An estimated 44% of individuals with major depressive disorder (MDD) stop using their medications within three months of initiation, and 50% discontinue by the end of the first year. Untreated depression results in costly hospitalizations and ER visits, and poor psychiatric and medical outcomes, including suicide attempts and even deaths. Community pharmacists are accessible yet underutilized members of the healthcare team who can help explore reasons for non-adherence and intervene to resolve adherence barriers. Community pharmacy–based adherence interventions historically are fixed approaches to delivering one type of intervention, and do not consider patient preferences and, therefore, lack sustainability in adherence improvement.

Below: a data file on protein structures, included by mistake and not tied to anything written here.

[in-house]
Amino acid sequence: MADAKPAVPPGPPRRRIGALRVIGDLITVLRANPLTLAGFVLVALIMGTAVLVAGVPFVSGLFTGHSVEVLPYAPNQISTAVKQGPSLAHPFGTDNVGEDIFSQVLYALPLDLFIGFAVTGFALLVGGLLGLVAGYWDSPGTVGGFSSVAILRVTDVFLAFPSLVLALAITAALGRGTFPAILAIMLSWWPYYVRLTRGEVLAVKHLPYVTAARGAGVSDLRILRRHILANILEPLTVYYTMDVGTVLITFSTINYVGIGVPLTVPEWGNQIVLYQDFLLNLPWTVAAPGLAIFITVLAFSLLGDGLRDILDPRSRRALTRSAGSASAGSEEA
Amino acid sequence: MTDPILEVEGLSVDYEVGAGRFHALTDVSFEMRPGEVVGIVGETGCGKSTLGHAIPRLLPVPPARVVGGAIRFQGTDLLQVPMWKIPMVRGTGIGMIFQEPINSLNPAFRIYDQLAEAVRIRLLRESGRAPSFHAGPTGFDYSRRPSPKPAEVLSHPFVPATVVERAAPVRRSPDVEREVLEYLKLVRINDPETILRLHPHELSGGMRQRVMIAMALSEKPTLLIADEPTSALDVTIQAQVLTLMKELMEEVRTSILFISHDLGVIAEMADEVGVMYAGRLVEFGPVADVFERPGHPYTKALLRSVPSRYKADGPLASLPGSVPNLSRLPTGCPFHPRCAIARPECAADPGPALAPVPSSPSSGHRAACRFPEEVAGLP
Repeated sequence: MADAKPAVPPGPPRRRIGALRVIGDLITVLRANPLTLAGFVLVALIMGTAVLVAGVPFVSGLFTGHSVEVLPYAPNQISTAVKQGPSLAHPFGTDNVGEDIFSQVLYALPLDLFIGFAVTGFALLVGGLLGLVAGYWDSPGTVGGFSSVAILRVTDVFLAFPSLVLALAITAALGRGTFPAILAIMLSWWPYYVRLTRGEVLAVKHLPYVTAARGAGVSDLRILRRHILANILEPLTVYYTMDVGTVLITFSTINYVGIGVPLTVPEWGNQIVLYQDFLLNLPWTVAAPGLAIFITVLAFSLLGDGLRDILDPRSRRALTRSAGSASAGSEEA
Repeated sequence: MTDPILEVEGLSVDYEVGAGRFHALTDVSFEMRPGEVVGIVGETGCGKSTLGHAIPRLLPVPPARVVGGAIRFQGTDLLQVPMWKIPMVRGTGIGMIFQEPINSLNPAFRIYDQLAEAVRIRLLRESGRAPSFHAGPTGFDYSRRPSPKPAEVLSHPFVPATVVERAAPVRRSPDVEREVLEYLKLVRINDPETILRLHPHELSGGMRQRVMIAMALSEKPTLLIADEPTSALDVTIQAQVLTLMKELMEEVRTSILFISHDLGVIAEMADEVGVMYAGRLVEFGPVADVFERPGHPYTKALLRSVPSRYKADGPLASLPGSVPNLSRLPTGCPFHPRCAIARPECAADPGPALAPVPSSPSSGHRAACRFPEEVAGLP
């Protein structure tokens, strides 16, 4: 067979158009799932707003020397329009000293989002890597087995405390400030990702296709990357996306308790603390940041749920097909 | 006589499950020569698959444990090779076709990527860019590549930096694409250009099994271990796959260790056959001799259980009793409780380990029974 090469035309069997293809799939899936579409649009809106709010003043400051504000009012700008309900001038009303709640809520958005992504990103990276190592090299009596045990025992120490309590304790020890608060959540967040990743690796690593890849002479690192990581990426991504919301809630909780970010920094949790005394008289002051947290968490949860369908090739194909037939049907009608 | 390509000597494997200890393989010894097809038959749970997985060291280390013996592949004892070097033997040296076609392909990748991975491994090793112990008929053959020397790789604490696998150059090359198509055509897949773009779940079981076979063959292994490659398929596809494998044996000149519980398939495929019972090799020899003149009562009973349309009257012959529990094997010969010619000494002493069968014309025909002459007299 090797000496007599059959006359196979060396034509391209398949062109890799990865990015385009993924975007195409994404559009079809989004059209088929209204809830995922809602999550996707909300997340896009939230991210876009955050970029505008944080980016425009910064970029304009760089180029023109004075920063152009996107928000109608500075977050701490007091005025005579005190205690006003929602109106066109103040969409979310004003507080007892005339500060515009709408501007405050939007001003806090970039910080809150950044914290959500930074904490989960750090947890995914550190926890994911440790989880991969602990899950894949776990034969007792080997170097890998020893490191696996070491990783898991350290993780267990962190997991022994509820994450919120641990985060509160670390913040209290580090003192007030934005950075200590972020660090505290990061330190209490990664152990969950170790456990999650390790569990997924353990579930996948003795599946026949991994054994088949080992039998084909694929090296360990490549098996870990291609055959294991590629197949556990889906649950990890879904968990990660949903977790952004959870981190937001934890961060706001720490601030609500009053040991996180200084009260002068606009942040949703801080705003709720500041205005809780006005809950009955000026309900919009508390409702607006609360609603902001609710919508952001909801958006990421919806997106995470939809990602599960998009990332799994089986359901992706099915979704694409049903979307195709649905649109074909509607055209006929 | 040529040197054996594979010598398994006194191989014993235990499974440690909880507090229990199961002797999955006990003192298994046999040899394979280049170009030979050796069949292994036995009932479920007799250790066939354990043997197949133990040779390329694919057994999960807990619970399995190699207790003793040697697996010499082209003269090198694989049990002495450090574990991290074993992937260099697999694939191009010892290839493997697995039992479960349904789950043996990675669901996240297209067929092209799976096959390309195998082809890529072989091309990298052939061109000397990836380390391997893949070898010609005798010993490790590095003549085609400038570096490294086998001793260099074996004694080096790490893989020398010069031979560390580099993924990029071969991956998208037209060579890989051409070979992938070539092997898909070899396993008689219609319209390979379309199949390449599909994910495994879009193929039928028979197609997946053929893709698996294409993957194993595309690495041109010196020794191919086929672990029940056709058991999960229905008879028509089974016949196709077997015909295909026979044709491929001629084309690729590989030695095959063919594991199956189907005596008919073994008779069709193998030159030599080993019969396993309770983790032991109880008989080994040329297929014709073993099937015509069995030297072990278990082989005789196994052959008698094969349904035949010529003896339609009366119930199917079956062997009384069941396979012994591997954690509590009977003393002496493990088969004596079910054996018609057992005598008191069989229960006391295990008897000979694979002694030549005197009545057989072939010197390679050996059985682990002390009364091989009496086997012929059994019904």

Research is greatly needed to determine how pharmacy-based tailoring of an adherence intervention program to fit patient needs and preferences can affect outcomes. Through group meetings and phone interviews, we will collect different perspectives (from patients with MDD, pharmacists, and prescribers) on the content and process of tailoring adherence intervention options, as well as how they can best be implemented to be of the greatest benefit to stakeholders. An advisory panel of patients and other stakeholders across the region will further inform project development. Our overall objective is to move toward creating a comparative effectiveness trial in New England, examining across multiple patient outcomes the value, over a standardized intervention approach, of community pharmacists tailoring adherence intervention options. Adherence is an issue in other chronic illnesses besides MDD (diabetes, hypertension, etc.). Our paradigm of tailoring adherence intervention delivery will be applicable in public health across many disease domains.